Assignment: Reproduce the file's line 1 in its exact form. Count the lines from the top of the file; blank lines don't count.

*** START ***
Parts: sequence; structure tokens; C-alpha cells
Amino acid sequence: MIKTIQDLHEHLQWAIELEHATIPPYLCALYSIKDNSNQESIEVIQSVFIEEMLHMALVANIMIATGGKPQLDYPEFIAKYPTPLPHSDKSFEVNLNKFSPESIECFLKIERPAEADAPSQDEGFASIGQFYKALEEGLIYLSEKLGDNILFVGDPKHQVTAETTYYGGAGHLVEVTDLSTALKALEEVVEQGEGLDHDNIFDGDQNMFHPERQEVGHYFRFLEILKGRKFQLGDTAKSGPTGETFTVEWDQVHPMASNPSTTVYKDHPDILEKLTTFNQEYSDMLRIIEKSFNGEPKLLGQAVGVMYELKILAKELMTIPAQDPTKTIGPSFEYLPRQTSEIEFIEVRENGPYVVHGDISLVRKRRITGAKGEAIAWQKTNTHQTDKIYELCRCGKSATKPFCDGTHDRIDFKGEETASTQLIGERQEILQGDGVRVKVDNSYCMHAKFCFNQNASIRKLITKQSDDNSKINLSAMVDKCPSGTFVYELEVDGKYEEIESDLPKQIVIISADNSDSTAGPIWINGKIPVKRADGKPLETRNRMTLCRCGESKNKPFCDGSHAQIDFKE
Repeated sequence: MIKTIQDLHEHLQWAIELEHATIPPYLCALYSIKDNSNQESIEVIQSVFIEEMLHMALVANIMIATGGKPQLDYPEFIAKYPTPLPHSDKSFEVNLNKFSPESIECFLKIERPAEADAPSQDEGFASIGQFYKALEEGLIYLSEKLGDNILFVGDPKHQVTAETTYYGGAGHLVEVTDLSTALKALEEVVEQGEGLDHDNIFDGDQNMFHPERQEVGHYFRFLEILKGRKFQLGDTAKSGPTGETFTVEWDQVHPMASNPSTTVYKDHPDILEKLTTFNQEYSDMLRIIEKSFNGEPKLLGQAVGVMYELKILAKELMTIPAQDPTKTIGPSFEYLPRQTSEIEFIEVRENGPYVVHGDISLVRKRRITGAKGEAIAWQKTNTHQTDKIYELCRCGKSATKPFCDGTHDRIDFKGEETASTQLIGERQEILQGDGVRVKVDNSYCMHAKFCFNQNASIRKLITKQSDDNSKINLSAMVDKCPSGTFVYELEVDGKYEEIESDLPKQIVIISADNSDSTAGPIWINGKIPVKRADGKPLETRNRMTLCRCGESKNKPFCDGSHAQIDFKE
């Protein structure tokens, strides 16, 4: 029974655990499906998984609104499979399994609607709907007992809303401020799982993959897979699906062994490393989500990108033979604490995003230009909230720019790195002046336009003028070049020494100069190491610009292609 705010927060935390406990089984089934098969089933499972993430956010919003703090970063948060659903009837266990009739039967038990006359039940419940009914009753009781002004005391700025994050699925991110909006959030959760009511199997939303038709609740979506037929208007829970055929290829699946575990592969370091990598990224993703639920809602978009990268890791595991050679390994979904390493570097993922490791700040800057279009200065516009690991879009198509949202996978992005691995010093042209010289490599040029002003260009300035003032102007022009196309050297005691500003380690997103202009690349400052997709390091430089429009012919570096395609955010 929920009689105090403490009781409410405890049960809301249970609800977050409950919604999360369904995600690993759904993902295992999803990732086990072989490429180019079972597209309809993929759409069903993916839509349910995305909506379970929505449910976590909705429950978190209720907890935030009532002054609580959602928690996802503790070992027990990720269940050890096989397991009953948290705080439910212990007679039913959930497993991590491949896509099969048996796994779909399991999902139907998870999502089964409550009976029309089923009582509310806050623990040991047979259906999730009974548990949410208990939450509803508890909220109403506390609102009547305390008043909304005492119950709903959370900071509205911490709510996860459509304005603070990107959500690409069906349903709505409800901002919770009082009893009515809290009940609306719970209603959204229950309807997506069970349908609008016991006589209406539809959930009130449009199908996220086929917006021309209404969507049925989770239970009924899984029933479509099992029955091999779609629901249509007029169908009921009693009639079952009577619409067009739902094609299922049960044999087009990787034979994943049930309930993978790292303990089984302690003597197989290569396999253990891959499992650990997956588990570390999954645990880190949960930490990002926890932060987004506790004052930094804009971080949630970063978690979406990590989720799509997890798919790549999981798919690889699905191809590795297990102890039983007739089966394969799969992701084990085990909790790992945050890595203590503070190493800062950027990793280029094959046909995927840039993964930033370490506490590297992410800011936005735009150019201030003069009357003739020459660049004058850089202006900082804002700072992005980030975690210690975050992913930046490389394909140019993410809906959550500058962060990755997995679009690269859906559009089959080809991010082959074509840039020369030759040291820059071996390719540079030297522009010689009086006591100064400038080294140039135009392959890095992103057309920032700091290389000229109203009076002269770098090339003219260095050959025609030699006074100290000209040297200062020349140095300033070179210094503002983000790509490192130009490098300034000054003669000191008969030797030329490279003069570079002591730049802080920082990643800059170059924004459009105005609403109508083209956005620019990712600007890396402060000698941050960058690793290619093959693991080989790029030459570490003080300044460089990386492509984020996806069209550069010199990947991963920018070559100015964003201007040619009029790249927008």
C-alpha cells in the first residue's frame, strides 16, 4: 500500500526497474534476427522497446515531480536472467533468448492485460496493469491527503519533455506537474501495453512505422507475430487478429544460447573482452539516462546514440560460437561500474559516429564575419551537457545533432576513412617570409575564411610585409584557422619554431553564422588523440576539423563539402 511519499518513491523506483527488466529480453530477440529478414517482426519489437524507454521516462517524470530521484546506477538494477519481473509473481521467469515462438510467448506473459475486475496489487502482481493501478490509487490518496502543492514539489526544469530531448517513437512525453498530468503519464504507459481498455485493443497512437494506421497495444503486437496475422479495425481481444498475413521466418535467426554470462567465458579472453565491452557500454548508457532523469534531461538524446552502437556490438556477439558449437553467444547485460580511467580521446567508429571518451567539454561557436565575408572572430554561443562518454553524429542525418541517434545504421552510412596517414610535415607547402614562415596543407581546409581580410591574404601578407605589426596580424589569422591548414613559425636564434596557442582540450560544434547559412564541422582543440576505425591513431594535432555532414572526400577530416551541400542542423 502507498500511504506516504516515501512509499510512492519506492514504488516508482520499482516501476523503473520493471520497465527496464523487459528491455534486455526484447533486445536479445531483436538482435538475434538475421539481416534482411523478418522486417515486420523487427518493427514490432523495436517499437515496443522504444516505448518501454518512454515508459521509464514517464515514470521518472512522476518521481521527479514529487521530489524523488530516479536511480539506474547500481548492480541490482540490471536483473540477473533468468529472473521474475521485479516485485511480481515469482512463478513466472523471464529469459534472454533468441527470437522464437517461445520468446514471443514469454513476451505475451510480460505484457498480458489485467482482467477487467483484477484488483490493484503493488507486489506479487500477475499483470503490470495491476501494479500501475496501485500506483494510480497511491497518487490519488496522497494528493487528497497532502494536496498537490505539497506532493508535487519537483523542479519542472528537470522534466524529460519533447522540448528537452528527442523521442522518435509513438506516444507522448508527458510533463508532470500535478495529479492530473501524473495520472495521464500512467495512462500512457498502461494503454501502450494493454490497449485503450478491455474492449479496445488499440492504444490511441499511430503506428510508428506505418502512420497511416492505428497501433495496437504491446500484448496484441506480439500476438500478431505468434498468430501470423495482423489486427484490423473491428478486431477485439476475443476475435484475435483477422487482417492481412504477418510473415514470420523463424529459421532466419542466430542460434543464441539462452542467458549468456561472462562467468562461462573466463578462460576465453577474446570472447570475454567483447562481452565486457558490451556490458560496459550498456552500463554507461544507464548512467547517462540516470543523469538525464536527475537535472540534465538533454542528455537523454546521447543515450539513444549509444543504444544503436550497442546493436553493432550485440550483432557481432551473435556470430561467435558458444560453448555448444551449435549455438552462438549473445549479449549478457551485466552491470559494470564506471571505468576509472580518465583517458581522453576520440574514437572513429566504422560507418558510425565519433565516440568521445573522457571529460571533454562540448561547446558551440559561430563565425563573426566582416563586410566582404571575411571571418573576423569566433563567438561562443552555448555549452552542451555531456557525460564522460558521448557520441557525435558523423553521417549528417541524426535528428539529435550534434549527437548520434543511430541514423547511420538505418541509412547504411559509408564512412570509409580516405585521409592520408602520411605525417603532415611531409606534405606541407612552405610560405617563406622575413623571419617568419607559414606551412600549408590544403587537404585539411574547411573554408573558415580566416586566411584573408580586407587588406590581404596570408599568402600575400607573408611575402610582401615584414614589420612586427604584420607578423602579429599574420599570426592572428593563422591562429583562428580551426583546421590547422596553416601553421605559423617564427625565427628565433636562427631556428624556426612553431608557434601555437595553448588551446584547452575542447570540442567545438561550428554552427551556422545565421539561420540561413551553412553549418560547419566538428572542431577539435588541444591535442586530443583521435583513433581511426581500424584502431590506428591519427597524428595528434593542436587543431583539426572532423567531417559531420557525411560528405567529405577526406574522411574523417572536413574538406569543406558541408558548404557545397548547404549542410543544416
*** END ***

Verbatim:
Parts: sequence; structure tokens; C-alpha cells